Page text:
By Dennis Lowery
We use the word revolution too flippantly, because real revolutions involve great sacrifice. Those who dare to express themselves are placed at real risk—not only the risk of violence and intimidation, but also the likely possibility of failure.
I'm an irreverent sort... some would call me a smartass at times and certainly I've had some issues with authority (familial, military and corporate) over the years. In my Navy evals (evaluations, the military equivalent of a perfomance review) there was often a comment "Lowery occasionally needs reminding that he is in the United States Navy"; it was good for me that those comments were preceded by positive, sometimes glowing, remarks about how good I was at my job. There's no doubt in my mind that being good at what I did saved my butt many times in both military and civilian life because I had little respect or tolerance for incompetence or even worse... stupidity. Even when it came from those above me and I should have kept quiet or toned down my attitude.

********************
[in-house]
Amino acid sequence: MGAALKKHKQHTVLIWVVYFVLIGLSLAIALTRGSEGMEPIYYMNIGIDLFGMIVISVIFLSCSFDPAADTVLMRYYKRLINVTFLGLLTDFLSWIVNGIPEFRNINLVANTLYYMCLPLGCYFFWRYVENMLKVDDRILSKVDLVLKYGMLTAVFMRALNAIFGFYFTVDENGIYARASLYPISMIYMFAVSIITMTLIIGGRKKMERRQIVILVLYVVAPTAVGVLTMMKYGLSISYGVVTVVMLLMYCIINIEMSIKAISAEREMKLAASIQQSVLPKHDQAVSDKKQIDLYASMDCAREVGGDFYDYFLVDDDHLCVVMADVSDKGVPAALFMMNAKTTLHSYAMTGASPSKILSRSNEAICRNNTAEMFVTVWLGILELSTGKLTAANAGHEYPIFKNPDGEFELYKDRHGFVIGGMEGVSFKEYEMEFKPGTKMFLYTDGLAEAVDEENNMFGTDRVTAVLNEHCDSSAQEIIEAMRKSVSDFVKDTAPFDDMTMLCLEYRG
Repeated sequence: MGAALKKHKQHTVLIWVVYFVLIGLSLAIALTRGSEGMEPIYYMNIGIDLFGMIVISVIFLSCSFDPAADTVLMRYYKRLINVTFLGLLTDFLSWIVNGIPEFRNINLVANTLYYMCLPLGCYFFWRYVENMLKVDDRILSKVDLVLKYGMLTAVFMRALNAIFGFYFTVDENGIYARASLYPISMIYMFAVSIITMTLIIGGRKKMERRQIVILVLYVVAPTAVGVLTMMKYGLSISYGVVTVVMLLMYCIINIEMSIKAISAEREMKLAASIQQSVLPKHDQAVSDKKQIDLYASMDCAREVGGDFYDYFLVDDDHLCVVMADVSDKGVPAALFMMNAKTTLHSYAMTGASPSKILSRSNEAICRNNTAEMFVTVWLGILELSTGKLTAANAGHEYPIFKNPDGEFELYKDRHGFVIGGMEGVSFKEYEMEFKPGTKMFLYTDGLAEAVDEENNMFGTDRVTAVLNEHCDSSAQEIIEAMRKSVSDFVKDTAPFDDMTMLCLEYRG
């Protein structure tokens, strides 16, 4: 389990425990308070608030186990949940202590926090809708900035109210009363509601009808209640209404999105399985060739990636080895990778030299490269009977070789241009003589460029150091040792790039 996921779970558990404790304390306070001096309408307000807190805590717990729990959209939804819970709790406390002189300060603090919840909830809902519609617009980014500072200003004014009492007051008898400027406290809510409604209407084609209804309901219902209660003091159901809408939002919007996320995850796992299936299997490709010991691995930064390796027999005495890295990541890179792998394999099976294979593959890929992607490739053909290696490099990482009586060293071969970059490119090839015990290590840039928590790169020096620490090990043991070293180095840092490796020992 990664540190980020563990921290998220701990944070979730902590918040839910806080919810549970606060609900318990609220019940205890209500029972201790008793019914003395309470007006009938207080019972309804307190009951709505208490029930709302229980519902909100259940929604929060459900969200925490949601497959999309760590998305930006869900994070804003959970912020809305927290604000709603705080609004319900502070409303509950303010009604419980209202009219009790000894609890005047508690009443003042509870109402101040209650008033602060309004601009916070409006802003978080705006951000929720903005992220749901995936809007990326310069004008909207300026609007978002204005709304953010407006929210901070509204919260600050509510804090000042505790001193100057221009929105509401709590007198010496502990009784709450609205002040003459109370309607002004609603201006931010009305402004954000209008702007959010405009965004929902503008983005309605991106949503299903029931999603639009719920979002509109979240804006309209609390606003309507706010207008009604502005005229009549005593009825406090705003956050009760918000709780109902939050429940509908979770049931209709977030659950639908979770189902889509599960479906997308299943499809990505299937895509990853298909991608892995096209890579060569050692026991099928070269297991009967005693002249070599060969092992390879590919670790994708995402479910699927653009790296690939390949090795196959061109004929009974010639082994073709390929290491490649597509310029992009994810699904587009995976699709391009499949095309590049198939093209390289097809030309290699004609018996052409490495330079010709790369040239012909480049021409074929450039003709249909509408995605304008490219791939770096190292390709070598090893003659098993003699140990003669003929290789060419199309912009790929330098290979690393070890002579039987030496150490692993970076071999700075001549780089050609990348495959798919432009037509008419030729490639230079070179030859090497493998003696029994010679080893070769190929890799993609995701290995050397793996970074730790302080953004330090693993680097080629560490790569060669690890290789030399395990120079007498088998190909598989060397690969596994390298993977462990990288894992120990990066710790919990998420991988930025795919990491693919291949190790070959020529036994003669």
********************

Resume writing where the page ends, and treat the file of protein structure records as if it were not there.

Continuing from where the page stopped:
So you can understand why the idea of non-conformity appeals to me. That is why I read the blog that the quote at the top of this post came from. It has that non-conformist approach and philosophy.
Real non-conformity at it's riskiest and most courageous level leads to revolutions, like Chris mentions in his blog post (that link above). The types of non-conforming acts that rock countries and the world like we're currently seeing. People standing up for what they want and what they believe... bloodied and often dying to bring about a change, One where they hopefully will be granted some of the rights and opportunities that we Americans sometimes take for granted. The very things that our own forefathers fought for so that we have them.
So you could say that their non-conformity was part of what drove the birth of our nation. Perhaps we're witnessing the transformation of others with current events.
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